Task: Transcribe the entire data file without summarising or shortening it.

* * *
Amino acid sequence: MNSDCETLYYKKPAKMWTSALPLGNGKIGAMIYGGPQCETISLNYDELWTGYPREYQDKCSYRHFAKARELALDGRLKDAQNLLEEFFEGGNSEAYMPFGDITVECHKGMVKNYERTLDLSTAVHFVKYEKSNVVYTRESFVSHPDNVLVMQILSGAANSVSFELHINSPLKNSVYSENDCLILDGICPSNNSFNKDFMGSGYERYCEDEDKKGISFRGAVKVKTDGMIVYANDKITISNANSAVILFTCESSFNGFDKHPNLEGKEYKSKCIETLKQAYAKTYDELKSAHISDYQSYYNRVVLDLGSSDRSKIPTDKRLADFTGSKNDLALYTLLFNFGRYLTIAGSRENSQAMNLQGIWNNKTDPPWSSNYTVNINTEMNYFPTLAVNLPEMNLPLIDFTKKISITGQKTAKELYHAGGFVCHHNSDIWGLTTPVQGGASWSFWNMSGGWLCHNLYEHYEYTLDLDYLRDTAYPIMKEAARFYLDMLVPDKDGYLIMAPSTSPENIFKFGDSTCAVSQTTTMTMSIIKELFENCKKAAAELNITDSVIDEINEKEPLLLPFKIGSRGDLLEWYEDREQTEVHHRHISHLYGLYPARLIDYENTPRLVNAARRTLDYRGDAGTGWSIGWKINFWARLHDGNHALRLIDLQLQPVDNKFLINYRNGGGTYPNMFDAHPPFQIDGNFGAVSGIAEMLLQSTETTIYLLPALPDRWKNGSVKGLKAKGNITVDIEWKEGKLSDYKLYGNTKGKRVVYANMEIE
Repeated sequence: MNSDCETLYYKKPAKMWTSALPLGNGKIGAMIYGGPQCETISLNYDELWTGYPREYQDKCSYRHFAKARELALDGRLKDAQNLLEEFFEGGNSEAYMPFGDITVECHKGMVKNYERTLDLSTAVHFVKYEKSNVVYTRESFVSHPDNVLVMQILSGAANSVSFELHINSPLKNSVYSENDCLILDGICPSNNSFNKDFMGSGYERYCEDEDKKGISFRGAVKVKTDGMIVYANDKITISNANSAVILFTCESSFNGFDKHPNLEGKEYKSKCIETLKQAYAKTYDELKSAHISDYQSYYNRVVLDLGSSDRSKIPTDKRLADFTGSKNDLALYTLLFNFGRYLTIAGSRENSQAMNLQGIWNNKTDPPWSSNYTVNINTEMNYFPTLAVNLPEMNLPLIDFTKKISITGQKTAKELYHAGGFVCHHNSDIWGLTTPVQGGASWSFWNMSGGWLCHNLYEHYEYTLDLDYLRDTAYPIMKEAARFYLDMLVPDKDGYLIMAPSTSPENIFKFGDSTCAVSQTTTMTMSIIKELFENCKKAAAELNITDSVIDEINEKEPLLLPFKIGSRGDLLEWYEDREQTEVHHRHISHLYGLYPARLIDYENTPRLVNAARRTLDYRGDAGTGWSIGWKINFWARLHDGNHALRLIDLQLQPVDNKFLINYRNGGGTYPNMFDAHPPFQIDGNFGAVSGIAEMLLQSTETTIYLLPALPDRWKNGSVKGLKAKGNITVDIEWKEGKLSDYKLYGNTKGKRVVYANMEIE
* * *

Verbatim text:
Amino acid sequence: MNSDCETLYYKKPAKMWTSALPLGNGKIGAMIYGGPQCETISLNYDELWTGYPREYQDKCSYRHFAKARELALDGRLKDAQNLLEEFFEGGNSEAYMPFGDITVECHKGMVKNYERTLDLSTAVHFVKYEKSNVVYTRESFVSHPDNVLVMQILSGAANSVSFELHINSPLKNSVYSENDCLILDGICPSNNSFNKDFMGSGYERYCEDEDKKGISFRGAVKVKTDGMIVYANDKITISNANSAVILFTCESSFNGFDKHPNLEGKEYKSKCIETLKQAYAKTYDELKSAHISDYQSYYNRVVLDLGSSDRSKIPTDKRLADFTGSKNDLALYTLLFNFGRYLTIAGSRENSQAMNLQGIWNNKTDPPWSSNYTVNINTEMNYFPTLAVNLPEMNLPLIDFTKKISITGQKTAKELYHAGGFVCHHNSDIWGLTTPVQGGASWSFWNMSGGWLCHNLYEHYEYTLDLDYLRDTAYPIMKEAARFYLDMLVPDKDGYLIMAPSTSPENIFKFGDSTCAVSQTTTMTMSIIKELFENCKKAAAELNITDSVIDEINEKEPLLLPFKIGSRGDLLEWYEDREQTEVHHRHISHLYGLYPARLIDYENTPRLVNAARRTLDYRGDAGTGWSIGWKINFWARLHDGNHALRLIDLQLQPVDNKFLINYRNGGGTYPNMFDAHPPFQIDGNFGAVSGIAEMLLQSTETTIYLLPALPDRWKNGSVKGLKAKGNITVDIEWKEGKLSDYKLYGNTKGKRVVYANMEIE
Repeated sequence: MNSDCETLYYKKPAKMWTSALPLGNGKIGAMIYGGPQCETISLNYDELWTGYPREYQDKCSYRHFAKARELALDGRLKDAQNLLEEFFEGGNSEAYMPFGDITVECHKGMVKNYERTLDLSTAVHFVKYEKSNVVYTRESFVSHPDNVLVMQILSGAANSVSFELHINSPLKNSVYSENDCLILDGICPSNNSFNKDFMGSGYERYCEDEDKKGISFRGAVKVKTDGMIVYANDKITISNANSAVILFTCESSFNGFDKHPNLEGKEYKSKCIETLKQAYAKTYDELKSAHISDYQSYYNRVVLDLGSSDRSKIPTDKRLADFTGSKNDLALYTLLFNFGRYLTIAGSRENSQAMNLQGIWNNKTDPPWSSNYTVNINTEMNYFPTLAVNLPEMNLPLIDFTKKISITGQKTAKELYHAGGFVCHHNSDIWGLTTPVQGGASWSFWNMSGGWLCHNLYEHYEYTLDLDYLRDTAYPIMKEAARFYLDMLVPDKDGYLIMAPSTSPENIFKFGDSTCAVSQTTTMTMSIIKELFENCKKAAAELNITDSVIDEINEKEPLLLPFKIGSRGDLLEWYEDREQTEVHHRHISHLYGLYPARLIDYENTPRLVNAARRTLDYRGDAGTGWSIGWKINFWARLHDGNHALRLIDLQLQPVDNKFLINYRNGGGTYPNMFDAHPPFQIDGNFGAVSGIAEMLLQSTETTIYLLPALPDRWKNGSVKGLKAKGNITVDIEWKEGKLSDYKLYGNTKGKRVVYANMEIE